I do not like the delivery table, but I am obliged, I do not like the position that we must take the head down and feet in the air and when we are on this table, we must do whatever it takes to give birth. But at home it's not the same, you always find someone to support you. (Hospital delivery)
In the delivery room, since that’s where I spent all my time because there wasn’t any room, and I had to stay on the ‘ti bourik’ (small donkey=delivery table) where I delivered my baby, they kept me on a bed a little higher but it was still the delivery bed, I had to stay on one. (Hospital delivery)
Lack of space and beds at HUM
Following delivery, women are typically transferred to a bed to recover; however, women described that these beds were seldom available, which interfered with their ability to recuperate. Several women explained that shortly after delivering, they were informed there were no beds for them and they would need to recuperate with their newborns on the floor:
The women who came to deliver after me, they had to be on the floor… there were people who were on the floor…. The people who delivered after me they were all on the floor. (Hospital delivery)
When I was in the labor room I suffered and stayed until midnight… (After the birth) there was not a bed to put me in. My husband brought a sheet and we just laid down with the baby on the floor. (Hospital delivery)
There were no beds available because of too many people, they brought me two ‘domidous’ (small mattresses). It’s a big hospital I was getting care. God did not let me die. (Hospital delivery)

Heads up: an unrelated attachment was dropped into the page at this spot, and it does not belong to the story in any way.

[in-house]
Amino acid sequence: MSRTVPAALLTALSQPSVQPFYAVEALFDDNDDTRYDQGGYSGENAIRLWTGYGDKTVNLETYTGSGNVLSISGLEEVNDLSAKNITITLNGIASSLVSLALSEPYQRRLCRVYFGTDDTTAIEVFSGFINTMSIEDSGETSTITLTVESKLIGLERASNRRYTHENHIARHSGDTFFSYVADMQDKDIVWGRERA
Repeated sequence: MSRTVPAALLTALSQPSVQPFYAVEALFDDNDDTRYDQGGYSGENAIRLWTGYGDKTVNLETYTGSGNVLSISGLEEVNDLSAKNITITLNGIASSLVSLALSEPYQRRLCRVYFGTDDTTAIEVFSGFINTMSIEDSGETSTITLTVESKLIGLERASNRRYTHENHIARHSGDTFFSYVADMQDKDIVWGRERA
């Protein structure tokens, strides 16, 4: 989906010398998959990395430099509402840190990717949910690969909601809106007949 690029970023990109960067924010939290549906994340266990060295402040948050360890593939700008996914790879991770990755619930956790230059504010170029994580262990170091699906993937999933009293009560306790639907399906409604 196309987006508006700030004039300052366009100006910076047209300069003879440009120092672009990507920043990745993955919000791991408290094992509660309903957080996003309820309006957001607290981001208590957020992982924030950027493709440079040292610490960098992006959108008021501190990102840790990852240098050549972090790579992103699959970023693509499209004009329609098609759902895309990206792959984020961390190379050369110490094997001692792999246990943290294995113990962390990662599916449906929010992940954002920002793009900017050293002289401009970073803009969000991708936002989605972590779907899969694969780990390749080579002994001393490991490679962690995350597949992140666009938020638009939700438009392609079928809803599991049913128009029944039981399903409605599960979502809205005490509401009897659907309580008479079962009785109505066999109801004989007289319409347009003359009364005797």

Lack of respect from the staff
Women noted they felt mistreated by members of the hospital staff during labour and delivery. They explained how the staff did not tolerate noise or cries during delivery, even making jokes. One woman directly contrasted the privacy of home births with her experience of hospital delivery, noting staff laughed at her pain:
When I give birth at home, no one sees me, and, in the hospital, people make fun of you, they laugh at you. The house is better (laughs!) At home, people do not hear me. The nurses are making fun of me. During my first delivery at HUM, the nurses made fun of me but there were no problems with the delivery. But, after getting pregnant again I thought I was going to give birth at home because I did not really like the experience, it’s not for nothing, the only thing I want is to stay at home. (Hospital delivery)